WEDNESDAY, Jan. 6 (HealthDay News) -- Frigid temperatures can pose health risks, especially for young children, seniors and people with chronic illnesses, warns the U.S. Centers for Disease Control and Prevention.
The agency said people need to take steps to protect themselves from cold-related injuries and check to make sure their family, friends and neighbors are safe and warm during wintry weather periods.
Frostbite and hypothermia are two of the most common cold weather-related dangers. Frostbite causes skin to initially appear red and feel painful. Left untreated, skin will turn white or grayish and feel firm, waxy or numb. Hypothermia symptoms include shivering, exhaustion, confusion, fumbling hands, memory problems, drowsiness and slurred speech. People with symptoms of frostbite or hypothermia should seek immediate medical attention, the CDC advised.
When the temperature plummets, stay inside in homes and buildings that are properly heated. If your home isn't heated, you should find other ways to keep warm:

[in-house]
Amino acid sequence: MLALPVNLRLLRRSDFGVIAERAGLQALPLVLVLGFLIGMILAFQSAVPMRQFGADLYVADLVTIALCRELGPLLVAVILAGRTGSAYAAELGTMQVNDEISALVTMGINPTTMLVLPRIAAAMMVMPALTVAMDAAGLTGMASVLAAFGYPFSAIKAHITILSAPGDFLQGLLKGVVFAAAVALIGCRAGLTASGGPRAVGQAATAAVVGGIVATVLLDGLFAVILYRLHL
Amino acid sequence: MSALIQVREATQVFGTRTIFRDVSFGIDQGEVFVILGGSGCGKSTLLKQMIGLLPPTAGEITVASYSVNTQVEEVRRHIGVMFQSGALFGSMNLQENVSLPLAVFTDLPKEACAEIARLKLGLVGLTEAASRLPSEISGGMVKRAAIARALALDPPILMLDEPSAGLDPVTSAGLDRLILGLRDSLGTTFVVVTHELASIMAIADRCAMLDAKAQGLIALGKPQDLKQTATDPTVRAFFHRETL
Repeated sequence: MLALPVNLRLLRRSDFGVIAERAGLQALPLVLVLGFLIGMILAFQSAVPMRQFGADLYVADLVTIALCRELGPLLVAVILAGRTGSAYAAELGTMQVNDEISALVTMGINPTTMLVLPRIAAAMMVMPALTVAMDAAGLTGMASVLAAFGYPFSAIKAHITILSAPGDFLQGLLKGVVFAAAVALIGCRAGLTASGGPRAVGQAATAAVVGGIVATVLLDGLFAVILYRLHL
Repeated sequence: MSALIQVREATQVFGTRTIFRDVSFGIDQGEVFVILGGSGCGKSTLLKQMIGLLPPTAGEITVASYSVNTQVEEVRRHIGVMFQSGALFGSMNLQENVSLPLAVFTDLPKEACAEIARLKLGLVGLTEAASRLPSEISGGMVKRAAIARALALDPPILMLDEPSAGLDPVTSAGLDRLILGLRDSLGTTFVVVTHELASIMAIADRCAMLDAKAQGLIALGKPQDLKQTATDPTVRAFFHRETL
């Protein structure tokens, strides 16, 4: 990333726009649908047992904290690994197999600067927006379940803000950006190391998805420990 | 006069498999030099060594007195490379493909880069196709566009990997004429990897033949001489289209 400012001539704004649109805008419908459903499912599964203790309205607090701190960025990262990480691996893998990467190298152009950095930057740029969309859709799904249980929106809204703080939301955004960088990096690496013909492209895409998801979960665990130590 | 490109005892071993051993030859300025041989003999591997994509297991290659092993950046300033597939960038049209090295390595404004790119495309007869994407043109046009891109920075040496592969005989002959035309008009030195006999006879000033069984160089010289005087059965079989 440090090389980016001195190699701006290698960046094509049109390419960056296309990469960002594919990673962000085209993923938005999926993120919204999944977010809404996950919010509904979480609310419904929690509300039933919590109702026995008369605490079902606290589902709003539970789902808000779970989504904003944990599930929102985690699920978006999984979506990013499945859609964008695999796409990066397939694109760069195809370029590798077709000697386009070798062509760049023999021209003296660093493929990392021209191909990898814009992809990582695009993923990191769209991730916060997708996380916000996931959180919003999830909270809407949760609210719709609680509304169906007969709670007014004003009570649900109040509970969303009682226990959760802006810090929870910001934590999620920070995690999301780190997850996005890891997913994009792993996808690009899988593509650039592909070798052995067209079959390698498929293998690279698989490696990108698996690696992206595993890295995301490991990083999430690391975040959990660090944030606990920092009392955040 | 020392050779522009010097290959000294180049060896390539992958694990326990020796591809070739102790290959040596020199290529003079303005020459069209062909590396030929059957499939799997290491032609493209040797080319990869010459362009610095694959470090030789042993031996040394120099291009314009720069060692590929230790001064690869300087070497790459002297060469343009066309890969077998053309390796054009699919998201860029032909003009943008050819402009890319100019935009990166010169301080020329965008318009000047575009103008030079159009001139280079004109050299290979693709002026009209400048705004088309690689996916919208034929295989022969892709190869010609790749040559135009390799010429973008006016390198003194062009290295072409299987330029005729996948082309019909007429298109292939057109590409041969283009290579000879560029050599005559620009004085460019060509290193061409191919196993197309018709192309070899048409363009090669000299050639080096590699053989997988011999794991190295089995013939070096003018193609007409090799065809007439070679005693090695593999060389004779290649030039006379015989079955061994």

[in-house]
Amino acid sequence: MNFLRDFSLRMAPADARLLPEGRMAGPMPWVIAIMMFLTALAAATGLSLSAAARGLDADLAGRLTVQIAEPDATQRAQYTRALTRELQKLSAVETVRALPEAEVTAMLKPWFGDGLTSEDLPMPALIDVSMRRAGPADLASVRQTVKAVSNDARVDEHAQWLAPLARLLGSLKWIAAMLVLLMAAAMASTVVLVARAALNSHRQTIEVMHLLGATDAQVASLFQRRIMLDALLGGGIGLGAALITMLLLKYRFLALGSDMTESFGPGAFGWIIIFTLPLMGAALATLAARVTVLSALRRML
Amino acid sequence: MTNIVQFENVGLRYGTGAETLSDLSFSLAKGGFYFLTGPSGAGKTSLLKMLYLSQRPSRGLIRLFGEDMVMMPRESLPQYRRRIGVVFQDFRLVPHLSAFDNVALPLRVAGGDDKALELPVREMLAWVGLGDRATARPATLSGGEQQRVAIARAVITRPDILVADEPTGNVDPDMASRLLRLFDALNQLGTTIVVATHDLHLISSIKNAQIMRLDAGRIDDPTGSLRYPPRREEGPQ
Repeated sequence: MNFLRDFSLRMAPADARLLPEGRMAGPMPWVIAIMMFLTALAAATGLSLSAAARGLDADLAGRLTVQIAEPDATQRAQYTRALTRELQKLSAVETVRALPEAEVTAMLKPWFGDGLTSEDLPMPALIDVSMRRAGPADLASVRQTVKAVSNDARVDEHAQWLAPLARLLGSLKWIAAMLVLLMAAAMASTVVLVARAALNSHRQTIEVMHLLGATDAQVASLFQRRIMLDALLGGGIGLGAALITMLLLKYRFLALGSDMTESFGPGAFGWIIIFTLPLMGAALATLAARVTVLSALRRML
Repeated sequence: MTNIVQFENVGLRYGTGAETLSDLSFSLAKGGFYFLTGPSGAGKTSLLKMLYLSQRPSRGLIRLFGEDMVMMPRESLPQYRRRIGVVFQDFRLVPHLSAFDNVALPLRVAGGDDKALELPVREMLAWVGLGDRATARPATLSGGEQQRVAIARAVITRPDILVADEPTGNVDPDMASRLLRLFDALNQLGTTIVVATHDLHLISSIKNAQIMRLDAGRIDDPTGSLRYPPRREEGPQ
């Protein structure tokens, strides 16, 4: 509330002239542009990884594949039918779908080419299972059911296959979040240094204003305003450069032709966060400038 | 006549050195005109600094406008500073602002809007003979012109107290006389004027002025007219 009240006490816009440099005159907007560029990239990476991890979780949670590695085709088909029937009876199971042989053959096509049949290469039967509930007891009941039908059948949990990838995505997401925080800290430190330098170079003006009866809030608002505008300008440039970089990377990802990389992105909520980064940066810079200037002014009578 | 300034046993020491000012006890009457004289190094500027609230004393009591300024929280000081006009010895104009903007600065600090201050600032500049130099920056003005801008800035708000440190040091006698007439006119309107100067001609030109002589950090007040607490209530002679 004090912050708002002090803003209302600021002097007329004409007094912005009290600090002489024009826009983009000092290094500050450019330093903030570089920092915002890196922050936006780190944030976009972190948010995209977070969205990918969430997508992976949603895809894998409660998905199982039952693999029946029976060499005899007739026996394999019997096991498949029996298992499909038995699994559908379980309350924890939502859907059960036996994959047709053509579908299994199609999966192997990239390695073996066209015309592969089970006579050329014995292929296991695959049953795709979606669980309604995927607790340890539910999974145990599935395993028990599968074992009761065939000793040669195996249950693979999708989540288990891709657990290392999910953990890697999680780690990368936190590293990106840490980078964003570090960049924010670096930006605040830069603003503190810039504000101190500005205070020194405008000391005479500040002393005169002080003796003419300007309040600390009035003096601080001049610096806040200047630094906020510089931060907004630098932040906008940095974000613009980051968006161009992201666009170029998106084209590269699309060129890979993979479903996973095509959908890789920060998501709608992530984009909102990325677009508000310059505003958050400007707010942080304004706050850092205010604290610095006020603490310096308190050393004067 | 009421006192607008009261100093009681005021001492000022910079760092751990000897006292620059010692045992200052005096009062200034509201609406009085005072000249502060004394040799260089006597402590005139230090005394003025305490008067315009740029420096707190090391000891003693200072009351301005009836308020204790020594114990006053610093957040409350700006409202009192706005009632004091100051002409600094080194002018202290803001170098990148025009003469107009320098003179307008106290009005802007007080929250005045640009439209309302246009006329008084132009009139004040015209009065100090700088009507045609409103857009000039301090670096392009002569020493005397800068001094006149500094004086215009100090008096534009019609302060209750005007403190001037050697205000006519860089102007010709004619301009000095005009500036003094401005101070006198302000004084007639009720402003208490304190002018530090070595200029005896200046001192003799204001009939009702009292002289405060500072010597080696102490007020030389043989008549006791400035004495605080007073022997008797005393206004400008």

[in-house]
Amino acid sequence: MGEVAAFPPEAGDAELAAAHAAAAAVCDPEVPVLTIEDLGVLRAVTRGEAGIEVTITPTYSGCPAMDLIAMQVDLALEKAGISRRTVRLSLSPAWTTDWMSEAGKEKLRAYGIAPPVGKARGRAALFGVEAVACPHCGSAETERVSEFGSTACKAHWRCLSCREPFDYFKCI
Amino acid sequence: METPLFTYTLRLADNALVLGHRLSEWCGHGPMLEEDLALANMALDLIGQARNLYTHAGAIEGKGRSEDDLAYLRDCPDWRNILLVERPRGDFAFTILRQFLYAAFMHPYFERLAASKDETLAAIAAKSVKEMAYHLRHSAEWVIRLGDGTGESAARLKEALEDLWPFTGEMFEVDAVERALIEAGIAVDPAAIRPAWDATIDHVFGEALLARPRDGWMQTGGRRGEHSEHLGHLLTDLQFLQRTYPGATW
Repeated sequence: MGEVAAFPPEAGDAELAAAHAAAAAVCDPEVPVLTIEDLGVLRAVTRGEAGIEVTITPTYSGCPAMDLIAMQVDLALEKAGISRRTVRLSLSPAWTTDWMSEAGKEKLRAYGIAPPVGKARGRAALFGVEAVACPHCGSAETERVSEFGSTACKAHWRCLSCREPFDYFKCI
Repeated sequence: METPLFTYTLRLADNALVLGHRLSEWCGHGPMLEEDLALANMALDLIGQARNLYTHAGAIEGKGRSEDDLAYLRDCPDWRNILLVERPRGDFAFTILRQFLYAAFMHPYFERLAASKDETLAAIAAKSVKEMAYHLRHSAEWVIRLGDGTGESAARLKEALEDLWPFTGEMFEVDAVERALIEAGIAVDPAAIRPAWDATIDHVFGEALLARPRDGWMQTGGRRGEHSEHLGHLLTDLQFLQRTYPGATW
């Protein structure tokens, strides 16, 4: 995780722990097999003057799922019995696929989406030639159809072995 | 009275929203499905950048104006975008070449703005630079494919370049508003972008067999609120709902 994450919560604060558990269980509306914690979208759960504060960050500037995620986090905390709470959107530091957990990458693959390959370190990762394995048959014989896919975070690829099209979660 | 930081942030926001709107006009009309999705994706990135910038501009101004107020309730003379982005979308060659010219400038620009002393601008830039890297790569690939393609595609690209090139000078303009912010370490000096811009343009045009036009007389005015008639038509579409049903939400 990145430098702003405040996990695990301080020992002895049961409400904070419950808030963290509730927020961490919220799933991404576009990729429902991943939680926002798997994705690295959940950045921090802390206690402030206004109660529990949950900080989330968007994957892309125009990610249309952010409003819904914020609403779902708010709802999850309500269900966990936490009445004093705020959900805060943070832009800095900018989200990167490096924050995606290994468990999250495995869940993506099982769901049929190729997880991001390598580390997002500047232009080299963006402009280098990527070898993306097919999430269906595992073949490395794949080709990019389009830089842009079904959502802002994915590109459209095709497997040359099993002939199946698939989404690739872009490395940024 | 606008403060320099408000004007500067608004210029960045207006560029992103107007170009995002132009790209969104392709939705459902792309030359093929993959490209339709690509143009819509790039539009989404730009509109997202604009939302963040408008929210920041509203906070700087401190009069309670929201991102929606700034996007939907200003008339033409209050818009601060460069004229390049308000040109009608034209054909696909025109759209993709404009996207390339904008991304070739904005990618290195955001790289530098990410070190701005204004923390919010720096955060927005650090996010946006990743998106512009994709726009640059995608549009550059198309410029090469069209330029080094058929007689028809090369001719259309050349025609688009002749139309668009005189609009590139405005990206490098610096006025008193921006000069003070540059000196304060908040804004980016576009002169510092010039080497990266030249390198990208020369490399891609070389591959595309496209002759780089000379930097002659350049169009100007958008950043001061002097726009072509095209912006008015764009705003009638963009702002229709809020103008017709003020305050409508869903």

- Wear winter clothing indoors, including layers of warm clothes, as well as socks, shoes and hats. Use blankets for additional warmth.
- Close off unused, exterior rooms and have people gather together in a single interior room.
- Seek shelter in heated public locations, such as malls, libraries and homeless shelters.
The CDC also offered tips for people who have to go outside in frigid weather:
- Wear proper outdoor clothing, including layers of light, warm clothing along with hats, scarves, mittens and waterproof boots.
- Be aware of the wind chill factor.
- Work slowly when doing outside chores.
- Take a friend and an emergency kit when doing outdoor recreational activities.
- Carry a cell phone.
- Don't travel when the weather service has issued advisories. If you must travel, tell a friend or relative about your proposed route and expected time of arrival.
- Sprinkle cat litter on icy patches.
The U.S. Federal Emergency Management Agency has more about winter storms and extreme cold.
SOURCE: U.S. Centers for Disease Control and Prevention, news release, Jan. 5, 2010